Retirement Calculator: How Long Will My Money Last?

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Updated on Thursday, March 4, 2021

While a number of unpredictable factors — like your health, the rate of inflation and unexpected expenses — can make it hard to pin down exactly how long your money will last in retirement, it can provide some peace of mind to have at least an estimate of whether your savings will cover you in retirement.

Luckily, there are factors that you do have control over, such as your contributions and investment allocation. With these things in mind, our retirement calculator can help you figure out how long your savings could last — and whether you need to step it up to achieve your retirement goals.


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How long will my retirement savings last?

For our calculator to provide the best estimation of how long your money will last in retirement, you will need to provide the following information:

Current age: How old you are now or the age at which you want to make your calculations if that is different from your current age.

Retirement age: The age at which you want to retire.

Additional contribution: The amount you will deposit into the account. You can choose whether this contribution is made monthly or yearly.

Rate of return: The expected rate of growth of your investments. This number is harder to pin down, but folks usually look to the historical rate of growth of the S&P 500 as a benchmark rather than a guarantee.

Compound interval: How often your account compounds interest, which is when your interest earns interest.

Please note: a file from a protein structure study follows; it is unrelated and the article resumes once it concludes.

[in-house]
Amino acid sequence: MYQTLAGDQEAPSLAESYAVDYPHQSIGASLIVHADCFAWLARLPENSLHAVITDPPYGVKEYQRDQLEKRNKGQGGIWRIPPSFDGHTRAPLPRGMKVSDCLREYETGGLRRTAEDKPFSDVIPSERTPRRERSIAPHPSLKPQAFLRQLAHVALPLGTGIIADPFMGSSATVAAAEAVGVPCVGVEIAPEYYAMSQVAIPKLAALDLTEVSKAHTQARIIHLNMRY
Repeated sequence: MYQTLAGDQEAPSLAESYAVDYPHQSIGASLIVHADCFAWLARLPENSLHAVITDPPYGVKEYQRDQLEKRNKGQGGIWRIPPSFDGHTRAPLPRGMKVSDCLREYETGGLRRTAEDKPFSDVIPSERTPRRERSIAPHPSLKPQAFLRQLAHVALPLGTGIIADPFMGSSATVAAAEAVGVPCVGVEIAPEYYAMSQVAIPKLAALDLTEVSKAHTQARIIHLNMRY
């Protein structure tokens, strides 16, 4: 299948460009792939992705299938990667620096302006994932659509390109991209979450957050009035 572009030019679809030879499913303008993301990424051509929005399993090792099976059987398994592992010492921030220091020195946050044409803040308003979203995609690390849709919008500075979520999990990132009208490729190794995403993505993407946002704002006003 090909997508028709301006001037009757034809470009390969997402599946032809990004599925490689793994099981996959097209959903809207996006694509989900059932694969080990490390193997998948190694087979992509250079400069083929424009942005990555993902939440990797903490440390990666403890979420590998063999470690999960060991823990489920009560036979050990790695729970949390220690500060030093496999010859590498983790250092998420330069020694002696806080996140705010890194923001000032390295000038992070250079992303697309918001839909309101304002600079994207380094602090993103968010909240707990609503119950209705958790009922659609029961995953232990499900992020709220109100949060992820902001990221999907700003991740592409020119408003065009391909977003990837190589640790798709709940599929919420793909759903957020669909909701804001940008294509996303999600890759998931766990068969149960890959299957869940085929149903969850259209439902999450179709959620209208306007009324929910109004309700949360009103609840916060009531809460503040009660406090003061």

Initial savings: The amount your retirement account starts with.

Make your money last with these retirement strategies

Worried whether your money will last long enough after you retire? Luckily, there are a few strategies you can use to help make sure it does. Note that while these strategies can serve as good starting points, they may not work for everyone. You may want to talk to a financial advisor for help figuring out your retirement plan and potentially managing your assets in retirement.

Follow the 4% rule

On its face, the 4% rule is pretty simple. You will withdraw 4% of your retirement savings in your first year of retirement. Then, you will adjust the amount you withdraw each year after that based on the rate of inflation.

While the 4% rule is a common one to follow, it also works under a few assumptions:

  1. Your portfolio is made up of 50% to 75% equities, or stock.
  2. You rebalance your portfolio annually.
  3. Market returns aren’t lessened by fees.
  4. Stocks return 10.30%, bonds return 5.20% and inflation is at 3%.

While you can still follow the 4% rule without sticking to those four assumptions to the letter, your results may look a little different given those changes. It may help to consult a financial advisor if you plan to follow an adjusted 4% rule (although keep in mind that working with an advisor often costs a fee).

Consider the income floor strategy

The first step in income flooring is assessing how much money you would need to cover your necessities for one year of retirement. Then, you would make sure that you have set streams of income to cover those expenses. This can include Social Security benefits, pension payments, real estate income and annuities.

With your necessities covered by guaranteed funds, you can turn to your investments for more discretionary spending. That way, you won’t get left in the lurch if the market is down.

Try dynamic spending

Put simply, dynamic spending means adjusting your yearly withdrawals in retirement based on the market. So when the market is performing well, you can withdraw and spend more money; when the market is down, you would withdraw less.